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Cornwall Museums Partnership

What is XR and How Does it Relate to Immersive Technology?

Welcome to our new blog series by Digital Marketing Intern, Magali Guastalegnanne, explaining key concepts related to the Museums Immersive Network. Our first instalment explores the definition of XR and how it relates to immersive technology. Keep reading to find out…

The Museums Immersive Network was created to build bridges between tech businesses, museums and heritage organisations, to encourage the use of immersive technology to create new ways of interacting with history. But what is immersive technology and how does it relate to XR?

First of all, immersive technology and XR are really two terms that mean the same thing. XR is an acronym for extended reality and is used as a technical term, while immersive technology is more generally used outside the tech sector (perhaps because it sounds a little more self-explanatory). You might also hear terms like X/mixed/mediated/cross reality, but once again these all mean the same thing. It’s a little confusing we admit, but you need to remember that this technology is a very new development, and in many ways the sector is still defining itself.

Now that’s out of the way let’s start with a basic definition to work from:

Graphic saying “an environment or experience that combines virtual and physical realities through the use of computer technology or wearable technologies”

This gives us a good starting place, but it probably still feels like a lot to unpack. Don’t worry, it’s simpler than you think. Reality is the world around us in the way we usually see it; extended reality is when you use digital technology to change how you see the world around you. Let’s take an example, here’s a quick clip of how an art gallery used an app to make it seem like their pictures were moving.

Impressed? As with many things, XR is best explained by letting people see, or even better try, the experience for themselves. As you saw, in reality the pictures are normal still drawings, however once seen through the app on people’s phones they began moving. This technology is called augmented reality which is a widely used form of XR. Remember the lawyer who turned up to a Zoom meeting looking like a cat? That’s XR! If you love to face swap, wear dog ears or turn into an alien on your Instagram or Snapchat stories then you’re already an XR pro! If not, why not give our Coastal Timetripping face filter a go? Now you see what the dictionary definition meant by a ‘mediated reality’, where virtual and physical realities are combined.

XR also covers other types of technology such as VR, which stands for virtual reality. Have you ever heard of a VR headset? No? Well here’s a photo.

A young woman with dark curly hair smiles and wears a large black virtual reality headset over her eyes.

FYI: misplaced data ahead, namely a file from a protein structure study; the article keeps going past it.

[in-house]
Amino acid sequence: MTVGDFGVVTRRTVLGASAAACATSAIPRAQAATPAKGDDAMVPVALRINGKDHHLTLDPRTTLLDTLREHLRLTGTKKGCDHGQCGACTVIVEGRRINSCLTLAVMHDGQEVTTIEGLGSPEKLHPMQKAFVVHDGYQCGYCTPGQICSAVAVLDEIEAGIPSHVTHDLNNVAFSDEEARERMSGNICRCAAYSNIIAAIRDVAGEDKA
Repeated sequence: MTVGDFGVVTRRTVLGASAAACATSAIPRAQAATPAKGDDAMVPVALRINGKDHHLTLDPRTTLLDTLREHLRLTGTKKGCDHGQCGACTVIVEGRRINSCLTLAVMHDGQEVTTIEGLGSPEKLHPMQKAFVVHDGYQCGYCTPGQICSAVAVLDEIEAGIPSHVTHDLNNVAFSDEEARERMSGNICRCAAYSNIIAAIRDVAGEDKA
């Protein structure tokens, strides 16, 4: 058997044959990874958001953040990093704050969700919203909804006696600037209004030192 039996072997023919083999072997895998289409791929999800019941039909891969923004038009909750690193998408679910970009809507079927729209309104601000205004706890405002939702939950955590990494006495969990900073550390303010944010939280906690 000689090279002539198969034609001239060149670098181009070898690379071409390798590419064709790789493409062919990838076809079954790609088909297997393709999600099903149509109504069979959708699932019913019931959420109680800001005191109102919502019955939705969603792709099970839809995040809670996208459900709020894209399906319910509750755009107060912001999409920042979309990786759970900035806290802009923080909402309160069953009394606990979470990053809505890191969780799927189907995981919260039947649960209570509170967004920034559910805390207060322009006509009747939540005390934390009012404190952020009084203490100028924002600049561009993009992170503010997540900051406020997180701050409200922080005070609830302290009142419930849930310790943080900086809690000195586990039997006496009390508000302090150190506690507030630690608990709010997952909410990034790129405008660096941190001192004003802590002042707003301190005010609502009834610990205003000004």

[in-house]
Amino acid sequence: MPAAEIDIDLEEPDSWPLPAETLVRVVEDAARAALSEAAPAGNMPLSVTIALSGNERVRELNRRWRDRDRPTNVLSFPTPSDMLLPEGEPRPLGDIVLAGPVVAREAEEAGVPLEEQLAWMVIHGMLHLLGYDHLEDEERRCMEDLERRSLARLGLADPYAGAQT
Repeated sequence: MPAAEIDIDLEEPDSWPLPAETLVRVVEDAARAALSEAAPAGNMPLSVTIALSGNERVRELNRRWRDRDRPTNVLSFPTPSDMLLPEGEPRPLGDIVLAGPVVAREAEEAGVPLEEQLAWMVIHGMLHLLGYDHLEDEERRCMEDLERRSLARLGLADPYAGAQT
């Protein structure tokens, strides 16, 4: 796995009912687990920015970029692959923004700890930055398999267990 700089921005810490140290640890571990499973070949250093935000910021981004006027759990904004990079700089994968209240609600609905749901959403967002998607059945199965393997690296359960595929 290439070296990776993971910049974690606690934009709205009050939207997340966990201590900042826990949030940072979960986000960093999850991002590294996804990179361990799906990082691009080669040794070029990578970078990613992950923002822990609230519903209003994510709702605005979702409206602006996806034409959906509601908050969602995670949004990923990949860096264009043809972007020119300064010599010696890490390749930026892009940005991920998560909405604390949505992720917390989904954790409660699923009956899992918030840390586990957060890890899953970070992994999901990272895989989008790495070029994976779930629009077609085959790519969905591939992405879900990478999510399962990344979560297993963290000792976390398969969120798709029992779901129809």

Through this headset you see a completely virtual world. Not so different from stepping inside a computer, or at least it often feels like it! Ever seen Tron? Like that but less dangerous (we promise). Once again, we’ll be releasing a blog with more information on it soon. This is usually the first type of XR that people think of when you start talking about it.

But you don’t need super fancy tech for XR, there are plenty of desktop experiences that you can try out (though you may need to download some software first). This type of experience is often called WebXR. Seeing is believing, so go ahead and try this one here. As you should experience, it creates a virtual interactive space for the viewer to explore, and this one of the key aspects of XR. So, now that we’ve done a whistle stop tour of some of the types of experiences that come under XR, let’s review.

A close up image of a tablet device, which a young woman hovers over a 3D map whilst tapping the screen. Part of the Looe Coastal Timetripping Augmented Reality game.

XR is when digital technology (phones, computers etc.) is used to alter, replace, extend or enhance our reality, whether this is being displayed before the onlooker or layered over the outside world. It’s often called immersive technology because, as you’ve experienced for yourself, the point of the technology is to immerse the user in a world beyond our usual one. The technology has been growing in popularity, especially since Covid-19, and you might be surprised after a quick search to see what experiences you can try in your area. If you’re from Cornwall, then of course look no further than CMP’s wAVE project.


– Magali Guastalegmanne, wAVE Digital Marketing Intern

You can discover more about the Museums Immersive Network on their Twitter page; or find an immersive experience to try in Cornwall on the Coastal Timetripping website.

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